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Mt. Charleston residents voice frustrations over flooding | News

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Mt. Charleston residents voice frustrations over flooding
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MOUNT CHARLESTON, Nev. - People living on Mount Charleston say they are angry. Mountain residents voiced their frustrations in a meeting Wednesday night with Clark County Commissioner Larry Brown over flooding problems on the mountain.

The county wanted to install a flood control barrier, but crews didn't complete the project because of liability issues. Residents say if the county completed the work, last week's flood-related damage may not have happened.

People who attended the Wednesday night meeting say they feel commissioners have done nothing to protect them.

Some residents said they don't feel safe in their homes anymore. Homeowners say rushing flood water brought boulders the size of tables.

Last summer’s Carpenter 1 fire on Mount Charleston removed thousands of acres of vegetation that would normally absorb rain water. Storms last summer and this summer resulted in flash flooding. This year’s storms damaged 10 homes; three of them had to be condemned.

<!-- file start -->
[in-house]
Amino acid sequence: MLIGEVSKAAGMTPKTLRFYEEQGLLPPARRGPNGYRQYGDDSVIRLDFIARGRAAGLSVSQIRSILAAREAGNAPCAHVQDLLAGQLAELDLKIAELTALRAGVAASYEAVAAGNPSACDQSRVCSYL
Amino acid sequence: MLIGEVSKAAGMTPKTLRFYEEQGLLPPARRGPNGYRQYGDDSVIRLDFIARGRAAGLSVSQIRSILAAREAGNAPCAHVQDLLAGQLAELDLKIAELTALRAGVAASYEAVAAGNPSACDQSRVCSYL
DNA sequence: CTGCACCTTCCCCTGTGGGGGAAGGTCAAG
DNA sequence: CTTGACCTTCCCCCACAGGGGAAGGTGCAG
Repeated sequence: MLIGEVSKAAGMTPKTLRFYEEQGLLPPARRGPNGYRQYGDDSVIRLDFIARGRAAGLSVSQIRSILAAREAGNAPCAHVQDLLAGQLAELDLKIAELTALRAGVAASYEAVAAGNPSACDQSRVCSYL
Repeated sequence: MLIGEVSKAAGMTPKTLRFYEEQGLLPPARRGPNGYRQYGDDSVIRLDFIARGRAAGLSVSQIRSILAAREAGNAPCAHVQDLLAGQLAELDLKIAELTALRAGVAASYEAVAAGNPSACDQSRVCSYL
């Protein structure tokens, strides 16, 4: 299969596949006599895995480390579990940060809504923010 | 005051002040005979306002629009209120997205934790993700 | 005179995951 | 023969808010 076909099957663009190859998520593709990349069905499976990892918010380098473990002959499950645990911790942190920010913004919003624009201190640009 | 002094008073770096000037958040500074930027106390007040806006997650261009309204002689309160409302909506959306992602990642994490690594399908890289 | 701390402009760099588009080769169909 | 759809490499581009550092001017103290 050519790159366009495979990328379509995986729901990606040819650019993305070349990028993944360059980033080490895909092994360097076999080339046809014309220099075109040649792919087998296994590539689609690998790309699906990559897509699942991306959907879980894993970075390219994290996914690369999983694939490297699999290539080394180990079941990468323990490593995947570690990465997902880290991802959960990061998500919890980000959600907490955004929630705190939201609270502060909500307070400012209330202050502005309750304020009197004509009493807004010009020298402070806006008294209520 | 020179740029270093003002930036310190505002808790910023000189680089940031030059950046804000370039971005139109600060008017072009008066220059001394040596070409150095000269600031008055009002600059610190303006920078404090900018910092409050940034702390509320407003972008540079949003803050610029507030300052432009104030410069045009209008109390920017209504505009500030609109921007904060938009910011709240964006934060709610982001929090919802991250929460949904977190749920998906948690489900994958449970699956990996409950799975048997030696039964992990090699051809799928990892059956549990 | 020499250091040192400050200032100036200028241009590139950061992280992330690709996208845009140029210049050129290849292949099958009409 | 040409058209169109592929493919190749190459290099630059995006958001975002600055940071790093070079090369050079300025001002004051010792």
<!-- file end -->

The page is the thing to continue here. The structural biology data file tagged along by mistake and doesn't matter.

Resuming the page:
“It's running wild. It's like a freight train going off the rail. We have flows 13 feet high that just pilloried our home and took out rooms, came in one side on the south, went right through, went down the north wall and deposited six feet of debris in there, taking the washing machine, dryer like they are little Tonka toys,” said Mt. Charleston resident John Mowbray.

Clark County committed to building the 1,700-foot flood barrier, but Commissioner Brown said they couldn't legally assume liability for the project because of federal jurisdiction concerns.

He says he is in discussions with Governor Brian Sandoval and the Army Corps of Engineers to make progress on the project. There are no guarantees, however, that work will start anytime soon.

“We have asked them to show us the contract that a county government has signed off as a sponsor with the 10 requirements they asked us,” Brown said. “If we can then take that county and say this is exactly the statutes of Nevada, we go forward with it. We want that information. That's why the dialogue has continued.”

Wednesday, Clark County commissioners approved a state of emergency, but there are no guarantees for financial relief. The estimated damage is approximately $4.5 million short of what's required by FEMA for a grant.

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